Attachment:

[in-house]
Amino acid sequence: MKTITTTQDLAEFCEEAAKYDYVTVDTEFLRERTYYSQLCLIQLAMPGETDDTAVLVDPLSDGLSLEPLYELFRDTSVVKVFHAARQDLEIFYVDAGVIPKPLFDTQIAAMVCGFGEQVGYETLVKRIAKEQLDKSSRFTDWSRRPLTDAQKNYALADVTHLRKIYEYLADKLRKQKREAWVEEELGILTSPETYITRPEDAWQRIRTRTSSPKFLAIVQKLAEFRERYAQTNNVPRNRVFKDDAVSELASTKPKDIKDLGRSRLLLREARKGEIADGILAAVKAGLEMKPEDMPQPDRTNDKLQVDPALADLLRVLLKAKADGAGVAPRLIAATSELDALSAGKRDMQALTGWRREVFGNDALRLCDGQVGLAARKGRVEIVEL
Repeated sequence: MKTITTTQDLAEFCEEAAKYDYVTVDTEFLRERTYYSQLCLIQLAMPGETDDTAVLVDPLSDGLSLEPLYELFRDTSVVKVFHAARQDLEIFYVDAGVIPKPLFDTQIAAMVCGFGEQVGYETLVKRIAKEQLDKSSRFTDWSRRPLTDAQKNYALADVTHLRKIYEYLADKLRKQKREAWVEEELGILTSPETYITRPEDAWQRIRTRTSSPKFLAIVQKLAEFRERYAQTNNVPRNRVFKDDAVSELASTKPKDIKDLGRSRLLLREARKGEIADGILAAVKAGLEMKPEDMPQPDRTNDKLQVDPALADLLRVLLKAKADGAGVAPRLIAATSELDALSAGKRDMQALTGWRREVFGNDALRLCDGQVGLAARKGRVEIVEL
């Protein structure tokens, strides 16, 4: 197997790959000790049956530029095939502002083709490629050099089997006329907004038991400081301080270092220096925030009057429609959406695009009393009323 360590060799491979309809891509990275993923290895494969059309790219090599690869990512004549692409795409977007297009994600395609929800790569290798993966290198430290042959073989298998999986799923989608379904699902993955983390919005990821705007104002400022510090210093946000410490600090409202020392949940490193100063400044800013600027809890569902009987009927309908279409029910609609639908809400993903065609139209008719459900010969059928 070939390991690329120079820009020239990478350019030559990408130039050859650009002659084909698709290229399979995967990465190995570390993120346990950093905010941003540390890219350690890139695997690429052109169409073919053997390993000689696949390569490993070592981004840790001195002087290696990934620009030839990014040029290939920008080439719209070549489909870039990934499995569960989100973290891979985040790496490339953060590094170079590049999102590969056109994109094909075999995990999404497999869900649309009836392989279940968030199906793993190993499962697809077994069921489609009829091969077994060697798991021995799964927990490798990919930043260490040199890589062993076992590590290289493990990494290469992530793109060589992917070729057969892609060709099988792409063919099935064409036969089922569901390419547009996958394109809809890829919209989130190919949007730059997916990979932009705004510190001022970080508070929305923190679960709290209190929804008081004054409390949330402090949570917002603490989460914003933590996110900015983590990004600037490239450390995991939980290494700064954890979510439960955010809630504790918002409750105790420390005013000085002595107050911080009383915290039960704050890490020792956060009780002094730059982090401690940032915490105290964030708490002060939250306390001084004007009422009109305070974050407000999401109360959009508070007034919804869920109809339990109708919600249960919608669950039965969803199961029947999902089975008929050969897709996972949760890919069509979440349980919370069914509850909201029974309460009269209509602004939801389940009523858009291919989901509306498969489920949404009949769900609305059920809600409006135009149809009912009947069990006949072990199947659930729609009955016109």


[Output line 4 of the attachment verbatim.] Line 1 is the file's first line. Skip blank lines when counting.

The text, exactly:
């Protein structure tokens, strides 16, 4: 197997790959000790049956530029095939502002083709490629050099089997006329907004038991400081301080270092220096925030009057429609959406695009009393009323 360590060799491979309809891509990275993923290895494969059309790219090599690869990512004549692409795409977007297009994600395609929800790569290798993966290198430290042959073989298998999986799923989608379904699902993955983390919005990821705007104002400022510090210093946000410490600090409202020392949940490193100063400044800013600027809890569902009987009927309908279409029910609609639908809400993903065609139209008719459900010969059928 070939390991690329120079820009020239990478350019030559990408130039050859650009002659084909698709290229399979995967990465190995570390993120346990950093905010941003540390890219350690890139695997690429052109169409073919053997390993000689696949390569490993070592981004840790001195002087290696990934620009030839990014040029290939920008080439719209070549489909870039990934499995569960989100973290891979985040790496490339953060590094170079590049999102590969056109994109094909075999995990999404497999869900649309009836392989279940968030199906793993190993499962697809077994069921489609009829091969077994060697798991021995799964927990490798990919930043260490040199890589062993076992590590290289493990990494290469992530793109060589992917070729057969892609060709099988792409063919099935064409036969089922569901390419547009996958394109809809890829919209989130190919949007730059997916990979932009705004510190001022970080508070929305923190679960709290209190929804008081004054409390949330402090949570917002603490989460914003933590996110900015983590990004600037490239450390995991939980290494700064954890979510439960955010809630504790918002409750105790420390005013000085002595107050911080009383915290039960704050890490020792956060009780002094730059982090401690940032915490105290964030708490002060939250306390001084004007009422009109305070974050407000999401109360959009508070007034919804869920109809339990109708919600249960919608669950039965969803199961029947999902089975008929050969897709996972949760890919069509979440349980919370069914509850909201029974309460009269209509602004939801389940009523858009291919989901509306498969489920949404009949769900609305059920809600409006135009149809009912009947069990006949072990199947659930729609009955016109």